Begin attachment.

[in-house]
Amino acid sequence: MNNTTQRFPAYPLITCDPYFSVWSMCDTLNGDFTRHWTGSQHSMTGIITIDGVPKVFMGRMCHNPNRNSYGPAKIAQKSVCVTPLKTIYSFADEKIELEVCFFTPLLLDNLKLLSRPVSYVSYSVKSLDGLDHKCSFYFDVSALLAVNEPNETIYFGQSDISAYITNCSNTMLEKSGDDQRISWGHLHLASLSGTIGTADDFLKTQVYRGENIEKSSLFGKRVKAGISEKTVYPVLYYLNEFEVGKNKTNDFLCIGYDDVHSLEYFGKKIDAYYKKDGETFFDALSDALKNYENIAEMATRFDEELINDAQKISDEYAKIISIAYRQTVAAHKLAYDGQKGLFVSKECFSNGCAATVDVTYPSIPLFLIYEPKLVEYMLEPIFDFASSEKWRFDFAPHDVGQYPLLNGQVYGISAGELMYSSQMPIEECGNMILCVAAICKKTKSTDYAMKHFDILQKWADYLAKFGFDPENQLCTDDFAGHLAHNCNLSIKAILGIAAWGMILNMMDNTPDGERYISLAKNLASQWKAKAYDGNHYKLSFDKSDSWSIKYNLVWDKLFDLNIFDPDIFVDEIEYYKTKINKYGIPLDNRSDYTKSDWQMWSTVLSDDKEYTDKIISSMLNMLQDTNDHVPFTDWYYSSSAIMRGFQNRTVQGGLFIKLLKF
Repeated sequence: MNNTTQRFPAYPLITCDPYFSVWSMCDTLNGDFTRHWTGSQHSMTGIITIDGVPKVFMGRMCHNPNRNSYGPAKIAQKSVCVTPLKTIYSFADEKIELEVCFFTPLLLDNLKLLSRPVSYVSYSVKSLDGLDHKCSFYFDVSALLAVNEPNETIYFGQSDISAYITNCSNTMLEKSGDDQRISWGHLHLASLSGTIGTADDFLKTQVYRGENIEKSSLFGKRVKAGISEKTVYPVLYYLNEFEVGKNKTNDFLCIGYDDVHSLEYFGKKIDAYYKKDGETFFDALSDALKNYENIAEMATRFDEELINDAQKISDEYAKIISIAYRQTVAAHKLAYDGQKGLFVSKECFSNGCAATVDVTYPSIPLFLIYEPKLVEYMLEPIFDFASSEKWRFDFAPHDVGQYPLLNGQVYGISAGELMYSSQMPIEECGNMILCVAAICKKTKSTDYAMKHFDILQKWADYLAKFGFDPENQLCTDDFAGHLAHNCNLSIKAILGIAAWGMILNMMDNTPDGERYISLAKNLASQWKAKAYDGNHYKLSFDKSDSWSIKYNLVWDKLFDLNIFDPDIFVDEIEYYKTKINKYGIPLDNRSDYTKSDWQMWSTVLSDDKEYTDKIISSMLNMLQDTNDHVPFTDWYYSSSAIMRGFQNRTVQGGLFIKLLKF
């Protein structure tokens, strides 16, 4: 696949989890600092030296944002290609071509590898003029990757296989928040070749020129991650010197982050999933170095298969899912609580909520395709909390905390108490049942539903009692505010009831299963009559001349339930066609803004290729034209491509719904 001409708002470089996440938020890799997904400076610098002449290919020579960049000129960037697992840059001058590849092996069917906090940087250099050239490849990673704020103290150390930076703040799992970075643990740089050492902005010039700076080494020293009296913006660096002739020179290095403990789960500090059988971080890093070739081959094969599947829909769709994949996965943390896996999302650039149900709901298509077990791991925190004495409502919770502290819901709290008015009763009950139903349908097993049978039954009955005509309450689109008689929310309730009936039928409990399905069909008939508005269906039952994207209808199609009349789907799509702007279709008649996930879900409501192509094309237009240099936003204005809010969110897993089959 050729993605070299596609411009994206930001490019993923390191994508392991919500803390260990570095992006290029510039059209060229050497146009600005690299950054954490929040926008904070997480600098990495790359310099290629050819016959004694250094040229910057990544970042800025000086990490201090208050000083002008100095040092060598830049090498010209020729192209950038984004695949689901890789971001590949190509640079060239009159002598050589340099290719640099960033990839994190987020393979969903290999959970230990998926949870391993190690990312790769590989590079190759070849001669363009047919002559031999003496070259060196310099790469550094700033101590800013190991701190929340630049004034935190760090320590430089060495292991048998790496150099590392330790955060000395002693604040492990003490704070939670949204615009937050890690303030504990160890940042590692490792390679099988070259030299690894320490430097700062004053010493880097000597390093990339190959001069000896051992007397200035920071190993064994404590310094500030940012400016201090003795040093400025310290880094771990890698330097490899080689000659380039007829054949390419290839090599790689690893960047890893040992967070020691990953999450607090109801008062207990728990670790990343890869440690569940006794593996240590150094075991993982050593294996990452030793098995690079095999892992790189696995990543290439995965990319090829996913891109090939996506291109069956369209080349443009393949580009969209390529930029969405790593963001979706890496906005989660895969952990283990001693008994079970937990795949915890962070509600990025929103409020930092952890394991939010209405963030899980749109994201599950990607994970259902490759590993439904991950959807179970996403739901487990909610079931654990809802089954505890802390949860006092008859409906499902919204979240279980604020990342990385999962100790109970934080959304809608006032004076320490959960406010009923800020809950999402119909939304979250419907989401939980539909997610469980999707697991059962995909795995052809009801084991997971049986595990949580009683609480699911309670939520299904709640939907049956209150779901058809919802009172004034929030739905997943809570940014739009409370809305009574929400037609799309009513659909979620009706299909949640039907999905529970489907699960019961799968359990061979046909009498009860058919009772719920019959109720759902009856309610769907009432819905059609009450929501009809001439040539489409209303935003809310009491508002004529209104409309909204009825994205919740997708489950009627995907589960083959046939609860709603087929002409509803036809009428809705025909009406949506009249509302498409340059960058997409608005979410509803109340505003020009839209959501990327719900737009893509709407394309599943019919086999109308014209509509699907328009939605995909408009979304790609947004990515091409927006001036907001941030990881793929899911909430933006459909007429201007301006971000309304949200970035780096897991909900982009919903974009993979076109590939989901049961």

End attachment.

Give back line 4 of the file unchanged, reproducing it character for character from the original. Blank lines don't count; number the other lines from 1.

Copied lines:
């Protein structure tokens, strides 16, 4: 696949989890600092030296944002290609071509590898003029990757296989928040070749020129991650010197982050999933170095298969899912609580909520395709909390905390108490049942539903009692505010009831299963009559001349339930066609803004290729034209491509719904 001409708002470089996440938020890799997904400076610098002449290919020579960049000129960037697992840059001058590849092996069917906090940087250099050239490849990673704020103290150390930076703040799992970075643990740089050492902005010039700076080494020293009296913006660096002739020179290095403990789960500090059988971080890093070739081959094969599947829909769709994949996965943390896996999302650039149900709901298509077990791991925190004495409502919770502290819901709290008015009763009950139903349908097993049978039954009955005509309450689109008689929310309730009936039928409990399905069909008939508005269906039952994207209808199609009349789907799509702007279709008649996930879900409501192509094309237009240099936003204005809010969110897993089959 050729993605070299596609411009994206930001490019993923390191994508392991919500803390260990570095992006290029510039059209060229050497146009600005690299950054954490929040926008904070997480600098990495790359310099290629050819016959004694250094040229910057990544970042800025000086990490201090208050000083002008100095040092060598830049090498010209020729192209950038984004695949689901890789971001590949190509640079060239009159002598050589340099290719640099960033990839994190987020393979969903290999959970230990998926949870391993190690990312790769590989590079190759070849001669363009047919002559031999003496070259060196310099790469550094700033101590800013190991701190929340630049004034935190760090320590430089060495292991048998790496150099590392330790955060000395002693604040492990003490704070939670949204615009937050890690303030504990160890940042590692490792390679099988070259030299690894320490430097700062004053010493880097000597390093990339190959001069000896051992007397200035920071190993064994404590310094500030940012400016201090003795040093400025310290880094771990890698330097490899080689000659380039007829054949390419290839090599790689690893960047890893040992967070020691990953999450607090109801008062207990728990670790990343890869440690569940006794593996240590150094075991993982050593294996990452030793098995690079095999892992790189696995990543290439995965990319090829996913891109090939996506291109069956369209080349443009393949580009969209390529930029969405790593963001979706890496906005989660895969952990283990001693008994079970937990795949915890962070509600990025929103409020930092952890394991939010209405963030899980749109994201599950990607994970259902490759590993439904991950959807179970996403739901487990909610079931654990809802089954505890802390949860006092008859409906499902919204979240279980604020990342990385999962100790109970934080959304809608006032004076320490959960406010009923800020809950999402119909939304979250419907989401939980539909997610469980999707697991059962995909795995052809009801084991997971049986595990949580009683609480699911309670939520299904709640939907049956209150779901058809919802009172004034929030739905997943809570940014739009409370809305009574929400037609799309009513659909979620009706299909949640039907999905529970489907699960019961799968359990061979046909009498009860058919009772719920019959109720759902009856309610769907009432819905059609009450929501009809001439040539489409209303935003809310009491508002004529209104409309909204009825994205919740997708489950009627995907589960083959046939609860709603087929002409509803036809009428809705025909009406949506009249509302498409340059960058997409608005979410509803109340505003020009839209959501990327719900737009893509709407394309599943019919086999109308014209509509699907328009939605995909408009979304790609947004990515091409927006001036907001941030990881793929899911909430933006459909007429201007301006971000309304949200970035780096897991909900982009919903974009993979076109590939989901049961």